IT IS HEREBY ORDERED that Plaintiff's motion for leave to proceed in forma pauperis (Doc. 3) is DENIED.

IT IS FURTHER ORDERED that Plaintiff's motion to add defendants (Doc. 5) is DENIED. Plaintiff is free to file an amended complaint if he wishes. If he decides to file an amended complaint, Plaintiff is warned that the amended complaint must stand on its own, without reference to any other pleadings in this case or elsewhere. Should the amended complaint not conform to these requirements, it shall be stricken. Plaintiff must also re-file any exhibits or memoranda he wishes the Court to consider along with the amended complaint.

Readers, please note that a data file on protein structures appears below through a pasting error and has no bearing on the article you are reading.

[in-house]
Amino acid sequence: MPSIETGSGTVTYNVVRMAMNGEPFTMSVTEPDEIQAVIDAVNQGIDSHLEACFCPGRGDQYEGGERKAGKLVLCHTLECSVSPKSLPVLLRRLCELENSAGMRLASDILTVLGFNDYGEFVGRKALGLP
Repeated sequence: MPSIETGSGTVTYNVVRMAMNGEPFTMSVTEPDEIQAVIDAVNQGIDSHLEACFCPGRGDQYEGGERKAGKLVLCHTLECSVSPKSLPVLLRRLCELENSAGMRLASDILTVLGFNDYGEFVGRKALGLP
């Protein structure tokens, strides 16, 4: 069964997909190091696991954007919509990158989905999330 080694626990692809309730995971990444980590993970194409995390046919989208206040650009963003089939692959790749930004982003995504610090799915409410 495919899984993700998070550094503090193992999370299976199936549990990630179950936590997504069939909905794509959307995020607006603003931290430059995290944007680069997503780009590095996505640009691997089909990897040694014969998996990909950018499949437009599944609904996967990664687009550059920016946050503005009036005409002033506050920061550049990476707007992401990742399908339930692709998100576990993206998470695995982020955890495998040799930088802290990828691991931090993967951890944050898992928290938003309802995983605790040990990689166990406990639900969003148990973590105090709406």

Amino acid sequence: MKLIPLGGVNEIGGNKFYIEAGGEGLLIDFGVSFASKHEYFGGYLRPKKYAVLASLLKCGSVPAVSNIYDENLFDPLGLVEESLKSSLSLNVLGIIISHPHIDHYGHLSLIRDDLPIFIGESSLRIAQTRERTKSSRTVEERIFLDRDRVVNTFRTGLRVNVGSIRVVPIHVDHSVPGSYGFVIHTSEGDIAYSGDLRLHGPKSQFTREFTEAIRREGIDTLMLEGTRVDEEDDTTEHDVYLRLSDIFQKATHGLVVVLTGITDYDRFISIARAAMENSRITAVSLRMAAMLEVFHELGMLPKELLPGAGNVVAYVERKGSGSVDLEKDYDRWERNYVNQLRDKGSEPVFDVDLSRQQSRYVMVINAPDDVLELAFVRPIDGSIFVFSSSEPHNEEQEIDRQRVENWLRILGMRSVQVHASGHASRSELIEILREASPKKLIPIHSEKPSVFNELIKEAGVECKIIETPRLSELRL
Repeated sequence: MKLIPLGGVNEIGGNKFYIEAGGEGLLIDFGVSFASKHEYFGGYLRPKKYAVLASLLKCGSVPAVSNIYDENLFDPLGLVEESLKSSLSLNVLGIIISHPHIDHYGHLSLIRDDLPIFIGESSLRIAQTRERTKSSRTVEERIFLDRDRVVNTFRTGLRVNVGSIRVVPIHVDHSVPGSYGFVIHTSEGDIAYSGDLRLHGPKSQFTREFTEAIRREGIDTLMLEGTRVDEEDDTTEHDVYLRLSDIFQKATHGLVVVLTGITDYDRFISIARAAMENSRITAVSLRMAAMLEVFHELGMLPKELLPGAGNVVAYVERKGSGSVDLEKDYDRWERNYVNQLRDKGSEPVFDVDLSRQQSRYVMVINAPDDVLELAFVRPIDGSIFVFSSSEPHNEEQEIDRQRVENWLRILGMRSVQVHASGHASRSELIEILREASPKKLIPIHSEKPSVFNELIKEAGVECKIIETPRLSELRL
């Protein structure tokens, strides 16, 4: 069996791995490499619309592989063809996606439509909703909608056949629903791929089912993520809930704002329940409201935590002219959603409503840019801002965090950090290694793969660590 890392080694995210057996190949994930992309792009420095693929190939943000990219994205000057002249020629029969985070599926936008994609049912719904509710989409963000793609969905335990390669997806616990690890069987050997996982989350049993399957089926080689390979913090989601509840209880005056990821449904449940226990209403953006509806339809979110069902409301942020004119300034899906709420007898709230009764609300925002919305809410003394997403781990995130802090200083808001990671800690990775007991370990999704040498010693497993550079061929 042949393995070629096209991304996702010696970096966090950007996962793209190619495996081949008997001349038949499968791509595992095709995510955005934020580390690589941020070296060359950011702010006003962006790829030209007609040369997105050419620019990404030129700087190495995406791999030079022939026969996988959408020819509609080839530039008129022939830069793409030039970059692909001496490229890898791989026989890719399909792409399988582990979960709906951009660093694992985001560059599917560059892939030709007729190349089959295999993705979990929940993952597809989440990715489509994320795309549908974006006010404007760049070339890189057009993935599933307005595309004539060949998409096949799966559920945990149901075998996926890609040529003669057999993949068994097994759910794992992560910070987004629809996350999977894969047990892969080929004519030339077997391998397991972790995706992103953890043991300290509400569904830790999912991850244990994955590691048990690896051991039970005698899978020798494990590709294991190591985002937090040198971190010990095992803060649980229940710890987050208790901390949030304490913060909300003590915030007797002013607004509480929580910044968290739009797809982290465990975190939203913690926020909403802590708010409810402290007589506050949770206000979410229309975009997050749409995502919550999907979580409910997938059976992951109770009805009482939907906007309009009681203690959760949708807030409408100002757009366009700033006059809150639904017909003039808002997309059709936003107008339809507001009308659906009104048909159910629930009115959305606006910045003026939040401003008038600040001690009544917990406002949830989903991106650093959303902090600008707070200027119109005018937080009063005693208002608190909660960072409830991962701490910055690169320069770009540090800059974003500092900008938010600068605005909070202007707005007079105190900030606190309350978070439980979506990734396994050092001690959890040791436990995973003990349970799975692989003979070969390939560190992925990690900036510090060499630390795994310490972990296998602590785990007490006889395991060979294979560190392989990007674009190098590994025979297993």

IT IS FURTHER ORDERED that, regardless of whether Plaintiff elects to file an amended complaint or proceed with his initial complaint, Plaintiff shall pay the full filing fee of $400.00 for this action within twenty-one days of the date of entry of this Order (on or before June 12, 2015). If Plaintiff fails to comply with this Order in the time allotted, ...